Heat waves prompt a reckoning
Britain’s record-breaking heat wave has been broken, and many parts of Europe slid back into more typical summer temperatures yesterday.
The extreme weather left destruction in its wake. Fires are still raging in southern Europe, including in Spain, Portugal and Greece, though firefighters in France appear to have been able to mostly contain two huge blazes. And there are still travel disruptions in Britain.
Relief will most likely arrive in Germany and Amsterdam today and in Poland tomorrow, a top meteorologist said. But the heat is expected to persist this week in Portugal, Spain, southern France and northern Italy.
The U.S.: Nearly a third of Americans face excessive heat. Heat waves there jumped to an average of six per year in the 2010s from about two per year in the 1960s.
Details: London’s fire service had its busiest day since World War II, Mayor Sadiq Khan said. And Pearl Jam said wildfire smoke damaged its lead singer’s vocal cords during a Paris performance, leading the band to cancel a show in Vienna.
THE LATEST NEWS
Two candidates will square off to be Britain’s next prime minister: Liz Truss, the foreign secretary, and Rishi Sunak, a former chancellor of the Exchequer.
A bipartisan group of U.S. senators struck a deal to modernize the Electoral Count Act, a law that Donald Trump tried to abuse in an effort to stay in office.
Sri Lankan lawmakers elected Ranil Wickremesinghe as president, a triumph of establishment politics over a protest movement calling for change.
Chinese officials apologized for breaking into homes to find people who had tested positive for the coronavirus.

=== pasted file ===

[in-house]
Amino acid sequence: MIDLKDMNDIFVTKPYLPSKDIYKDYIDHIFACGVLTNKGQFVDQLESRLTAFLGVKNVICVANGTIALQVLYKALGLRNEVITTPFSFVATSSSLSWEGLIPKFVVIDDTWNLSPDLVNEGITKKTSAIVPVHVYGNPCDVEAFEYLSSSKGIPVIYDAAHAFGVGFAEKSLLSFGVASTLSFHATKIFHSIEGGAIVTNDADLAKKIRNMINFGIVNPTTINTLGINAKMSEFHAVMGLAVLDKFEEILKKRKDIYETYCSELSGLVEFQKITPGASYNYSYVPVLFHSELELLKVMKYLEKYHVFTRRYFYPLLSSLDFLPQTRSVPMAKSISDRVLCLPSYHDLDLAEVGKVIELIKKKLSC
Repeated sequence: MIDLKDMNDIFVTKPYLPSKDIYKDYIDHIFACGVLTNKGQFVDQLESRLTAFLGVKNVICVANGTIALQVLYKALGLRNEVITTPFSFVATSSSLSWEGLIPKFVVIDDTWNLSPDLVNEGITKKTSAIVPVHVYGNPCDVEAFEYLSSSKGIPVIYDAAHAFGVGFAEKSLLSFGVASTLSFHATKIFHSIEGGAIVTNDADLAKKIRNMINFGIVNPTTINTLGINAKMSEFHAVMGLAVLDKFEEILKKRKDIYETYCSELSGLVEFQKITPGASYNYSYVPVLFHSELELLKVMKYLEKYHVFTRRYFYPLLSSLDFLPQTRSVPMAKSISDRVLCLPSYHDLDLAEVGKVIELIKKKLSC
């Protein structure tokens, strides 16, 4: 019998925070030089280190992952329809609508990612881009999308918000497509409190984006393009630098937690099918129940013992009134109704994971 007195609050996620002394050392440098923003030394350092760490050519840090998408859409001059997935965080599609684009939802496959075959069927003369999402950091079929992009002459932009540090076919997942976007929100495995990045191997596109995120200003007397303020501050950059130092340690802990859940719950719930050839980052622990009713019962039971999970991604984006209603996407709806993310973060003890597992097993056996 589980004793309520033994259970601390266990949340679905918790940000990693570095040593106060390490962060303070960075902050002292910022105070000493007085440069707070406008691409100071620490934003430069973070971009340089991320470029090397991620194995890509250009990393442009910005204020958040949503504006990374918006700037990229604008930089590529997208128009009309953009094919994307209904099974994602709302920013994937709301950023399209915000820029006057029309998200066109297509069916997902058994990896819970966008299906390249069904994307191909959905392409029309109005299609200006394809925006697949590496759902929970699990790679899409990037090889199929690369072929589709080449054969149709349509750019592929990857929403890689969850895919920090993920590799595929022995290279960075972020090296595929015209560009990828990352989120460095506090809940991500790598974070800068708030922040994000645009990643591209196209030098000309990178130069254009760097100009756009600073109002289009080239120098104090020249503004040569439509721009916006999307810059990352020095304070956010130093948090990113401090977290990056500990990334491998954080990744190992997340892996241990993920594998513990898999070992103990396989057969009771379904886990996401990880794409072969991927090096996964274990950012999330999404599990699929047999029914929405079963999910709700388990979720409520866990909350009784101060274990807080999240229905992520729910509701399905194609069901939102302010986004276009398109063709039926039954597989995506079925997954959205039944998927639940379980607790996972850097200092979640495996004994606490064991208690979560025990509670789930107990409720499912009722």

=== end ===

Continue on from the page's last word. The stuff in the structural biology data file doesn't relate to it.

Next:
What Else Is Happening
Magnus Carlsen, the world chess champion, has chosen not to defend his crown next year. “I am not motivated to play another match,” he said.
Buenos Aires banned gender-neutral language in schools.
The leading Quidditch organizations have renamed the sport quadball. They cited trademark concerns and a wish to “distance themselves” from J.K. Rowling’s views on transgender issues.
A Morning Read
Opponents of Myanmar’s military junta have flocked to a new online game that lets players shoot virtual troops, all while raising money for the real-life resistance. The game, War of Heroes, has been downloaded more than 390,000 times since it debuted in March.
“Even though I can’t kill soldiers who are brutally killing civilians, killing in the game is satisfying, too,” a retired history teacher said. “One way or another, playing the game and clicking until I die will help the revolution.”
ARTS AND IDEAS
Poetry in wartime
My colleague Alissa Rubin is one of the most experienced war correspondents alive today. In her 15 years at The Times, she has served as a bureau chief in Baghdad, Kabul and Paris. Before that, she covered conflict in the Balkans.
“When I think about poems for a war zone or really for covering anything sad or traumatic — so much, of course, is sad that isn’t war — some of the ones that come to mind may at first strike some people as off the point,” Alissa writes.
“But each one I describe here calls on us to find the humanity amid the brutality, to pay attention to the details, and shows us how the smallest thing can be infinitely large, that it can convey tragedy but also remind us that beauty still exists, that there can be life even in the rubble — and, yes, even love,” she continues.
Here’s her essay, which contains some of the poems she turns to on the battlefield.
PLAY, WATCH, EAT, LISTEN
What to Cook
This tuna salad with hot and sweet peppers is an easy update on a classic.
What to Listen to
Lizzo’s new album, “Special,” is empowering but predictable. Many of the catchy tracks retreat to her comfort zone.
What to Read
Michael Crummey offers suggestions to read your way through Newfoundland, the Canadian region where he was born and raised.
Now Time to Play
Here’s today’s Mini Crossword, and a clue: “A little lightheaded” (five letters).